December 8, 1999

John Reid not acceptable to Pakistan, ICC told

Karachi, Dec 7: The Pakistan Cricket Board (PCB) ad hoc committee has told the International Cricket Council (ICC) that Match Referee John Reid was not welcome in Pakistan.

The ICC has appointed the former New Zealand captain as match referee for next year's home series between Pakistan and Sri Lanka to be played between Feb 13 and March 17. The series comprise three one-day internationals and as many Tests.

The PCB officials gave no clear reason for such an extreme action, but independent sources confirmed that the manager and captain had submitted a negative report against Reid after the completion of the first leg of the Australian tour.

Pakistan lost all the three Tests. John Reid was the match referee.

"We have asked the game's governing body (ICC) to replace John Reid with any other match referee. We don't want him (John Reid) to officiate in the forthcoming Test series," PCB ad hoc committee chairman Zafar Altaf confirmed to Dawn from Islamabad on Tuesday evening.

"We couldn't ask (the ICC) to replace him during the mid-series (in Australia). But what is now possible is that he (John Reid) is not posted in Pakistan and we are trying to make that happen."

Zafar Altaf confirmed that the PCB has informed the ICC in written and hoped that his request will be given due consideration.

"I hope that things turn around for us this time. Well, that didn't happen during the World Cup when we asked the ICC not to appoint David Shepherd (umpire) in the final. Originally Indian umpire Srinas Venkataraghavan was to stand in the final but he was replaced by Shepherd," Zafar Altaf, who was the manager of the World Cup squad, added.

Reid is the second ICC official to be rejected outright by the PCB. In 1996, Zimbabwe umpire Ian Robinson was removed from a World Cup match involving Pakistan when the event was jointly hosted by Pakistan, India and Sri Lanka.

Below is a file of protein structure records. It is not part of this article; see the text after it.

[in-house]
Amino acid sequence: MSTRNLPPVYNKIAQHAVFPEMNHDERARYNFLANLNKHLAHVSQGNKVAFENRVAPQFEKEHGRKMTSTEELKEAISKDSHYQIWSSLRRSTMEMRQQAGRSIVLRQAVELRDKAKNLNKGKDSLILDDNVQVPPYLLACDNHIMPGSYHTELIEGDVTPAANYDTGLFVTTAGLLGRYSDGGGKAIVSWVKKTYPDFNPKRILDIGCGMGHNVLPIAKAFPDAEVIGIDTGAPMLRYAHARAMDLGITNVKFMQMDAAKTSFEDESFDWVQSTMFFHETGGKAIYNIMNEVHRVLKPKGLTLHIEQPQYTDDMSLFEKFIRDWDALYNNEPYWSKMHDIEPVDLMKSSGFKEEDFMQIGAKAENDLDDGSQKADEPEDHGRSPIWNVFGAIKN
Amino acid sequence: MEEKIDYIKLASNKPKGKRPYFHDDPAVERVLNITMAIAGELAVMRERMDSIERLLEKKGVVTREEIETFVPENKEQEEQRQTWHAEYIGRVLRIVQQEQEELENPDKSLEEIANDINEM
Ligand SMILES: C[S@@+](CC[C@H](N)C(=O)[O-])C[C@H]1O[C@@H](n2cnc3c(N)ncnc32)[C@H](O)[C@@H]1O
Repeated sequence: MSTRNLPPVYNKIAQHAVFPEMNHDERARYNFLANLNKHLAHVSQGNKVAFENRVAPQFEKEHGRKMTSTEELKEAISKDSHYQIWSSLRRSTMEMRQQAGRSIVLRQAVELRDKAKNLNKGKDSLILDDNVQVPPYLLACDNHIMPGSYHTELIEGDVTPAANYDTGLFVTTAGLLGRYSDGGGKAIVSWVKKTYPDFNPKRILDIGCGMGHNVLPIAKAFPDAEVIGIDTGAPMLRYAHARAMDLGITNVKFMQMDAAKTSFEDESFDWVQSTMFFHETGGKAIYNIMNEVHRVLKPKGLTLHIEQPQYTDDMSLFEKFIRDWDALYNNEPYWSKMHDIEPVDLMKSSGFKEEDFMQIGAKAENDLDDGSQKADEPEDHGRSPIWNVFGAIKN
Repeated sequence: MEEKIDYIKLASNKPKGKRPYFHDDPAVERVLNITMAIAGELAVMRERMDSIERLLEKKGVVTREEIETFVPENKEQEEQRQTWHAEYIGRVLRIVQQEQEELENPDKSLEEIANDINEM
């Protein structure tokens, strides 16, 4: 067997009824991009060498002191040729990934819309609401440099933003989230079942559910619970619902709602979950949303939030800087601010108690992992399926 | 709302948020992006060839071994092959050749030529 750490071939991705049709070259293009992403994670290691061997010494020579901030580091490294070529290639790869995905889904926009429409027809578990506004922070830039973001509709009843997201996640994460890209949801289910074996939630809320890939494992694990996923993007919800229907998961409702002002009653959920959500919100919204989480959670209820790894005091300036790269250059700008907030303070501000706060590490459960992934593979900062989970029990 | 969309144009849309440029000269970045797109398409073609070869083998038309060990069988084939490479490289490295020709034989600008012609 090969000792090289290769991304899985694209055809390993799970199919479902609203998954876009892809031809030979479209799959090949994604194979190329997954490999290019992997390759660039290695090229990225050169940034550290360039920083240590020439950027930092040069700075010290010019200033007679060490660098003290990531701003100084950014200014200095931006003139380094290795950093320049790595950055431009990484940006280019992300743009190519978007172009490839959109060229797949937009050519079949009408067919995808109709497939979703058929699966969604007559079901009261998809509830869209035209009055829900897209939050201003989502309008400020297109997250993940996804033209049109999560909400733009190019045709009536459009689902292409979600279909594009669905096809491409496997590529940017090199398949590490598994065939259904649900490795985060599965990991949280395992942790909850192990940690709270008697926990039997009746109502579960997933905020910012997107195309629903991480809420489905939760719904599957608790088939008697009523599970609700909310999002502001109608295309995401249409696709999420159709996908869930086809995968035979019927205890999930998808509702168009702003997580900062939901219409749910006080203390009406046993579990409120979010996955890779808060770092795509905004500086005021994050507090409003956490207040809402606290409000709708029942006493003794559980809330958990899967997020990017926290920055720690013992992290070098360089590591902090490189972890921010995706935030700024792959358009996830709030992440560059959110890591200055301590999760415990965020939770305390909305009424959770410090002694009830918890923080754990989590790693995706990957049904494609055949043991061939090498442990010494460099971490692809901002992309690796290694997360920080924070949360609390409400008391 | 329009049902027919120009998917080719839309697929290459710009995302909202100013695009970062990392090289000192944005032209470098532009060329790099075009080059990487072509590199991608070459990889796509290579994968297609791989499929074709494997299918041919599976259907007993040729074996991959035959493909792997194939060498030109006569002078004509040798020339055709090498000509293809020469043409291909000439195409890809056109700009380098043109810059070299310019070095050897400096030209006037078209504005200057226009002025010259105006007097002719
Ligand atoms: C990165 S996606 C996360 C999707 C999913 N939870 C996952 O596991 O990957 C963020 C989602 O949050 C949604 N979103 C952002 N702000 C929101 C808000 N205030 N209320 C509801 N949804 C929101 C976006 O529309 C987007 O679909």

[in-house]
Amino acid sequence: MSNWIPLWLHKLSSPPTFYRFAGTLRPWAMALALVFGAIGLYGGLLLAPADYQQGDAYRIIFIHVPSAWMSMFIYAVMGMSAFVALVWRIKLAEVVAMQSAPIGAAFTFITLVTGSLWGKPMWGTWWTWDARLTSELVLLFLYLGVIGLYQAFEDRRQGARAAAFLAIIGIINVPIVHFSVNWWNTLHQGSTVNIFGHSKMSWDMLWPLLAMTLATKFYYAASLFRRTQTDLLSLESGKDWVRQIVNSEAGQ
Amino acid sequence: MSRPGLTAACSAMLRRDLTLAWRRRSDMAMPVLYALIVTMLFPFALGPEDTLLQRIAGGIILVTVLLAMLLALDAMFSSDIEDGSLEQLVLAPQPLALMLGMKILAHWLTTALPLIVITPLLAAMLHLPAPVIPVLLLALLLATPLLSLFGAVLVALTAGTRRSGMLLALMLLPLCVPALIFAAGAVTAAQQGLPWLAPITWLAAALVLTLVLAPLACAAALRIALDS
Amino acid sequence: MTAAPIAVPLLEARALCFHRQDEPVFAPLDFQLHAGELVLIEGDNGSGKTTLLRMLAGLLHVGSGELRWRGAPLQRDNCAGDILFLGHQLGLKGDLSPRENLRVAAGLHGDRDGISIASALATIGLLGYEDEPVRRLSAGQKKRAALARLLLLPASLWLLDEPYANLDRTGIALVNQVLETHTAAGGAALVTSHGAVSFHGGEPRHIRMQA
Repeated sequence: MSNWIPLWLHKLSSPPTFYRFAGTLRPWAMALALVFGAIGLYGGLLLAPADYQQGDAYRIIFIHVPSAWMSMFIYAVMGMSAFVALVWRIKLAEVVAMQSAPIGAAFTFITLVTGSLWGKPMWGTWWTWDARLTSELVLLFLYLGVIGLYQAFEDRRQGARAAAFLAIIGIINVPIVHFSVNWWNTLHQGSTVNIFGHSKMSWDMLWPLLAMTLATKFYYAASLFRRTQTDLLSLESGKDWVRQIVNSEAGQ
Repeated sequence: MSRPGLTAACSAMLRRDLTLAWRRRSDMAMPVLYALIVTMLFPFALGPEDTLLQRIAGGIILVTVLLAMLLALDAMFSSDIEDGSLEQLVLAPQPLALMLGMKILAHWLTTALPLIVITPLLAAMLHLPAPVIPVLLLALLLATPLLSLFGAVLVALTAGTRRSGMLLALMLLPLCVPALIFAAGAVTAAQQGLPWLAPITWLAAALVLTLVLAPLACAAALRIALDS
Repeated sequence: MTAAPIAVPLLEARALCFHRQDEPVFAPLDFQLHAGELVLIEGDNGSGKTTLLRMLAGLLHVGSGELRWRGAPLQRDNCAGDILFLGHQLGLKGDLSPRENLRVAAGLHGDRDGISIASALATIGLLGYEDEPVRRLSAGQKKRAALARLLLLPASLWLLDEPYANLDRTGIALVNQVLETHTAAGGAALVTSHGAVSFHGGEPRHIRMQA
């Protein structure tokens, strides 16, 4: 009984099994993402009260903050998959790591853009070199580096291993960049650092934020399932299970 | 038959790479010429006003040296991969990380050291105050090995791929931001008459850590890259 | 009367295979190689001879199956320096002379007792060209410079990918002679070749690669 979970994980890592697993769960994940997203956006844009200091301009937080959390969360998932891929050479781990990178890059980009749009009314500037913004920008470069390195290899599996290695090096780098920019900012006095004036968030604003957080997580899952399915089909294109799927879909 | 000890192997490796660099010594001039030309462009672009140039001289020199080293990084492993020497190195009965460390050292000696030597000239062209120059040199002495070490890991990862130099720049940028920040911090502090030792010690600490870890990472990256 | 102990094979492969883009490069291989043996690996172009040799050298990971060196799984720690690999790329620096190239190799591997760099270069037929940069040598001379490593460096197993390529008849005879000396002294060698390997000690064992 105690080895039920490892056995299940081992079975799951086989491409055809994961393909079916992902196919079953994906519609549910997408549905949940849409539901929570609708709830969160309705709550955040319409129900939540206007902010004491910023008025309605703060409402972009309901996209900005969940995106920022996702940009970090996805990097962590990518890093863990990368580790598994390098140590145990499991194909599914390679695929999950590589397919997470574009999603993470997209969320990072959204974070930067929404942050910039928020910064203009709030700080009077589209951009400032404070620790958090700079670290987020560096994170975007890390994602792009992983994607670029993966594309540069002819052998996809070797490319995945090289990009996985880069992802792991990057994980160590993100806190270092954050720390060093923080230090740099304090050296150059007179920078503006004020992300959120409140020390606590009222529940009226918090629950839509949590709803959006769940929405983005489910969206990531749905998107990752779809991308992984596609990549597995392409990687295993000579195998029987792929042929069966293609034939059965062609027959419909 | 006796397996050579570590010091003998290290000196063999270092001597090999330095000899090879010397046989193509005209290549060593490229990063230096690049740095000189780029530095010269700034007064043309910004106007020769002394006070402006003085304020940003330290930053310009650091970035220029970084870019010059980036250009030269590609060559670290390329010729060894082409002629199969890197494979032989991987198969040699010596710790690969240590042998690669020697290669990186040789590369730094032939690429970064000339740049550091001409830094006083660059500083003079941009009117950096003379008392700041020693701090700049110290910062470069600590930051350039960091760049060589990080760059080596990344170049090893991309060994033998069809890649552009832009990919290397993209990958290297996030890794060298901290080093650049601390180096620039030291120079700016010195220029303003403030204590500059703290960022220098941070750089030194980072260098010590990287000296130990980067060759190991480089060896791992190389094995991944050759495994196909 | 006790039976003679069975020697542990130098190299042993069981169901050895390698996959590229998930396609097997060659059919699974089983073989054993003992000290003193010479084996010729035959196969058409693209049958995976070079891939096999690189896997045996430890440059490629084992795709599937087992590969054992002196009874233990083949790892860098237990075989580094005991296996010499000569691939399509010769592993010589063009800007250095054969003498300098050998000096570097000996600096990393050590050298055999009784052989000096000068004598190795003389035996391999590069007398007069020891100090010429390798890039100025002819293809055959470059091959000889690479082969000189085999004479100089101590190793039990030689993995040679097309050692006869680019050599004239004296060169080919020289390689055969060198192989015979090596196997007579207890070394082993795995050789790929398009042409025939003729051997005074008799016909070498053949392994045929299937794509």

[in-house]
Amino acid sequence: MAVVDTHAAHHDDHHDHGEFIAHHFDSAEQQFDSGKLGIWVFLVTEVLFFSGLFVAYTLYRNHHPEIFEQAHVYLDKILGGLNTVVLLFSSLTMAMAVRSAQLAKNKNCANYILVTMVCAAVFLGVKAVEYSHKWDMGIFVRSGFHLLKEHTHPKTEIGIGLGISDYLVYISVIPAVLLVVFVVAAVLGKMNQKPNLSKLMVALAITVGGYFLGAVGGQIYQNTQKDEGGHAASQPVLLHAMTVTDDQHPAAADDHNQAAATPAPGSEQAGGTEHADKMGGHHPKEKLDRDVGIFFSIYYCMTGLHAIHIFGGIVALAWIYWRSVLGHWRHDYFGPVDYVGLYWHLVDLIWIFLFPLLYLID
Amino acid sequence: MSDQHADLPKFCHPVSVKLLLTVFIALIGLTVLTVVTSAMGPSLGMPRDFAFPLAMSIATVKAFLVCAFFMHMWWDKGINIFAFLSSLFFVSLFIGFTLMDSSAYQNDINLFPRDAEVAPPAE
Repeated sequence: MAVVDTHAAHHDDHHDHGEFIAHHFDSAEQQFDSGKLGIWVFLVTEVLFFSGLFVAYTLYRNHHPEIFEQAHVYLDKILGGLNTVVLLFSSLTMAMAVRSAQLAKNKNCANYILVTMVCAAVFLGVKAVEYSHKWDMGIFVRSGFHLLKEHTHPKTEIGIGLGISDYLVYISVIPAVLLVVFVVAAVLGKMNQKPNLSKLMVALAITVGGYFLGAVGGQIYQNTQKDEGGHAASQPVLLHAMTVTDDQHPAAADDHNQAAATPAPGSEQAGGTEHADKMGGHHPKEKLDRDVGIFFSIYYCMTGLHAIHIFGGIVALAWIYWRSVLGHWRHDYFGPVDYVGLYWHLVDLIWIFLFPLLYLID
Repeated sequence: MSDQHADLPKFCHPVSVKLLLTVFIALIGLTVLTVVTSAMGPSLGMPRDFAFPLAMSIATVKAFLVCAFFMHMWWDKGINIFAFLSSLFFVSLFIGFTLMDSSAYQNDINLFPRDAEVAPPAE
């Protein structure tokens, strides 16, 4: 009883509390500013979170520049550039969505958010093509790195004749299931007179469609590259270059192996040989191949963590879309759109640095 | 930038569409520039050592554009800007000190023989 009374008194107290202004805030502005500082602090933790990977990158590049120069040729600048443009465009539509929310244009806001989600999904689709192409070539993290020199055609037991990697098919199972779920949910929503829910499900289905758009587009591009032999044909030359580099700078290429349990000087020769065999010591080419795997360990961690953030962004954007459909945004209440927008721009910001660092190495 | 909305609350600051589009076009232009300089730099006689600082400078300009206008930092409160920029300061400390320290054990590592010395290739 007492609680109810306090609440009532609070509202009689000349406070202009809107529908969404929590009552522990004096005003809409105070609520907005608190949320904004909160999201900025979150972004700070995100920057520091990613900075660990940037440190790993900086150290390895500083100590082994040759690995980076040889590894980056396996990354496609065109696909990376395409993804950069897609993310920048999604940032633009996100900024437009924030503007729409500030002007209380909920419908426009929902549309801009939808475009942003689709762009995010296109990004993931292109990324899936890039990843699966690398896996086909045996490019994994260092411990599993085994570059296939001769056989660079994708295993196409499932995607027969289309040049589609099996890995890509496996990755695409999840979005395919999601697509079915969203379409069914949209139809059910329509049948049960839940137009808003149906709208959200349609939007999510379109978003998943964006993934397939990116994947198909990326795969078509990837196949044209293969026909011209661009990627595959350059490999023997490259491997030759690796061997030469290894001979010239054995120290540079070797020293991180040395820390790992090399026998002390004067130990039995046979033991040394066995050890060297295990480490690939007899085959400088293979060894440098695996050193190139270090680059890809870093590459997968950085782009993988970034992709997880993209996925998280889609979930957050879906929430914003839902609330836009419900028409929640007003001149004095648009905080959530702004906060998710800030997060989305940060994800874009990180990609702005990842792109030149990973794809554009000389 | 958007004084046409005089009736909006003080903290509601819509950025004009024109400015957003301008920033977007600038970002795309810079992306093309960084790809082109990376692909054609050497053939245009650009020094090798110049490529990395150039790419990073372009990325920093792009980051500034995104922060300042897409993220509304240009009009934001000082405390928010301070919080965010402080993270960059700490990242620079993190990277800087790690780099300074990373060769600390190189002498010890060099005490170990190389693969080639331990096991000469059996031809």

When Zafar Altaf was pressed on the reasons to reject John Reid, he said: "He had an unbalanced attitude towards the two teams.

"I think he is a strong believer of the phrase `you show me a face and I show you the rule' because that's what he applied in the Test series. There were apparently different set of rules for Pakistan and Australia which is not acceptable."

Zafar Altaf said PCB had a moral obligation towards its players to safeguard their interests "and the establishment will always back its players wherever it felt that its players were not getting a fair deal."

The PCB chairman said Pakistan will go ahead with the second leg of the Australian tour but will not tolerate any unfair play during the three-nation series also involving India besides the hosts. The series begins on Jan 9.

Zafar Altaf said he has written a 'strong' letter to the Australian Cricket Board (ACB) in which he has lodged a protest against ruthless sledging by the home team players.

"The letter was sent to the ACB on Monday in which we have complained that Australian players crossed limits while sledging Pakistan players," he said.

He said the letter was dispatched after the PCB conducted its in-house investigations over allegations that Pakistan players were abused by the Australian cricketers.

"We questioned the officials and senior players. We also looked at the video footage of the matches before we came to the conclusion that Pakistan players were subject to vicious sledging, specially by Ricky Ponting, during the Test series," the PCB boss said.

He added: "The saddest part is that neither the match referee nor the umpires or home board stepped in to tell the Australian players to watch their mouths."

Altaf said he has requested the ACB to warn its players. "I don't want that things get out of hand. The problem is in initial stages and can be controlled now." However, Zafar Altaf minced no words that the ICC would be officially informed of the PCB letter to the ACB. He added that the ICC would be informed to mend laws which can control sledging.

Pakistan's protest over sledging came after England, South Africa, West Indies and New Zealand lodged their complaints previously.

The PCB chairman added that the ACB has been requested to intervene in media trial of the Pakistan players.